So really, chapter 228 did the best it could do, in actually proving exciting with regards to the conflict of wits and power between father and son, turning an easy victory into what might prove to be quite the gut wrenching defeat.

So, yes, actually good chapter, if only in showing Arba and Solomon’s determination to bring the Orthodox magicians to an end, as well as David’s genius planning ; however the first portion of the chapter was, well, quite cheesy, unnecessarily verbose and quite dull in fact.

RATING: 5/10, more exciting than what we have seen in a while. Yet Magi is still very strangely paced.

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I cannot be the only one starting to lose some patience with Magi. I understand what the author is trying to do, but these are some seriously long flashbacks. We might as well forget about Aladdin and group for the next few weeks to months, with the step by step process in which this manga is approaching its Alma Toran Arc.

THE CHAPTERS:

With war raging among the various freed species across the lands, Solomon must make his sacrifices in finally taking the title of King, if only to bring about a momentary peace. The final battle against King David begins to take shape.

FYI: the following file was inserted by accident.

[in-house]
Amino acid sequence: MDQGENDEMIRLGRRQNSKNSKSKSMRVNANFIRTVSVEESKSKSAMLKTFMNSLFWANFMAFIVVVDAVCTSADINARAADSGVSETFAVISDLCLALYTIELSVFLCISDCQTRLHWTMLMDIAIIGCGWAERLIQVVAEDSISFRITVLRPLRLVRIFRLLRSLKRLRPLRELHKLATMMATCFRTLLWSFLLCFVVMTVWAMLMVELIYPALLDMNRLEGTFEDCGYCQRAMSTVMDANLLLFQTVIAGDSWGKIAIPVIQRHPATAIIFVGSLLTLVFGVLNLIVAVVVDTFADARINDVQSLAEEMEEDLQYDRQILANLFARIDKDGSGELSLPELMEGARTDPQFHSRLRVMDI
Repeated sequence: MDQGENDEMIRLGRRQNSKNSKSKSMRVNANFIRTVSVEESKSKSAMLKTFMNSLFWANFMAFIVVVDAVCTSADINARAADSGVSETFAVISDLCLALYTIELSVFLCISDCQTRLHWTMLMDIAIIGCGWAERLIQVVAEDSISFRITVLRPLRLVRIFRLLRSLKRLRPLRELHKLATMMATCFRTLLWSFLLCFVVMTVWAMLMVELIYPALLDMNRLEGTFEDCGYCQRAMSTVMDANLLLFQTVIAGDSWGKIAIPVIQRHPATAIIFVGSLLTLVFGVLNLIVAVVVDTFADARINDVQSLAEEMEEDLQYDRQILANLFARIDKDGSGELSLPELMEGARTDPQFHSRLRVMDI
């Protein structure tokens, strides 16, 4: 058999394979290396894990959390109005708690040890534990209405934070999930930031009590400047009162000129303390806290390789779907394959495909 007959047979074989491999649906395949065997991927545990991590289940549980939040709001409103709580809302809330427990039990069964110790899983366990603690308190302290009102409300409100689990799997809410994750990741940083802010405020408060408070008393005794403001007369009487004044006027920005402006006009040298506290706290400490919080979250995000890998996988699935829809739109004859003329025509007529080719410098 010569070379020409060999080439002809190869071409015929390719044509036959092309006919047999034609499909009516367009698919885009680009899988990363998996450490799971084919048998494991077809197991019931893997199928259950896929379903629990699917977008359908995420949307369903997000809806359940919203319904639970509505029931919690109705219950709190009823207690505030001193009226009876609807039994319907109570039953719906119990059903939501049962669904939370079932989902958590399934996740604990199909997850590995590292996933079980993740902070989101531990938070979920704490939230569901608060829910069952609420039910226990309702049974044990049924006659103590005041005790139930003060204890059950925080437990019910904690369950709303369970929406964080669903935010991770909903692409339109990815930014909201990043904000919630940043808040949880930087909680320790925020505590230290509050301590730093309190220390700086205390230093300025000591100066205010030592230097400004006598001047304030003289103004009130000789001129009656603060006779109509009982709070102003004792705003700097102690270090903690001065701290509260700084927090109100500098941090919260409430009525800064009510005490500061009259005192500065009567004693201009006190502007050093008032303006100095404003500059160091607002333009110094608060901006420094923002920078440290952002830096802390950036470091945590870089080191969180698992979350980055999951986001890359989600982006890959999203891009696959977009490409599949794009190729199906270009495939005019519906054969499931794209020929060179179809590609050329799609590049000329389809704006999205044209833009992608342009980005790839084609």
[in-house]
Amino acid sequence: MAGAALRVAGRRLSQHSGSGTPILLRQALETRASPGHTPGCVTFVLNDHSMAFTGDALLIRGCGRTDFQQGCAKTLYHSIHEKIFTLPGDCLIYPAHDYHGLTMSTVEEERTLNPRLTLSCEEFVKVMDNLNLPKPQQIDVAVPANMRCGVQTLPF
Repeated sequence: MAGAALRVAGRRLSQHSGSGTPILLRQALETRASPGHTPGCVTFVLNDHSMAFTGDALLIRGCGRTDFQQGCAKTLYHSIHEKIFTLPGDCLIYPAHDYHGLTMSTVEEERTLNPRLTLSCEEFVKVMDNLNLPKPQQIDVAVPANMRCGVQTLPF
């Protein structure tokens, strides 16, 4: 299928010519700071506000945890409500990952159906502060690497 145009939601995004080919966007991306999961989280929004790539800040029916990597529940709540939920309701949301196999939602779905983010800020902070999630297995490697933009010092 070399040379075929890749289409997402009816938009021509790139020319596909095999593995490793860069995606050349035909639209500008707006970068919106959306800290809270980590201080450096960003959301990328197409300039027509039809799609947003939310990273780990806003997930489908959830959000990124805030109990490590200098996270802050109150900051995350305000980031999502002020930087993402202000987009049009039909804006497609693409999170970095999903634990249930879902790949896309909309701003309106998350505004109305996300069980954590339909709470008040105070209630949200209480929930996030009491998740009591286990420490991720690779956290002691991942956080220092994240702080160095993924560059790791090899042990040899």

MY THOUGHTS:

Here is the thing with these flash backs; there is some merit to them. Rather than catching a very brief very uninformed glimpse of Solomon, Magi has spent the past few weeks allowing us the opportunity to get to know this particular character and his collection of crazy friends.

Not a bad thing, especially when you consider the level of world building that has been achieved in that time, the revelation of what the Rukh are, the secrets behind the various Djinn transformations and even the formation of the world as it is known.

The problems comes with the execution. On the one hand, as I have said several times before, this story is taking its merry time in reaching a satisfactory conclusion. But even if I was to step back from that criticism, accept that we might be in this arc for a while and learn to appreciate all that we are learning, the Manga is doing an odd job of telling its story.

While certainly slow in comparison to ordinary flash backs, the Alma Toran Arc is also quite erratic, jumping from weeks to months and even years sometimes within a single chapter. Not the most impressive means of telling Solomon’s story, what with the way the panels will move from one random scene to another…Magi might be better off if this entire story was simply narrated within the space of a chapter or two.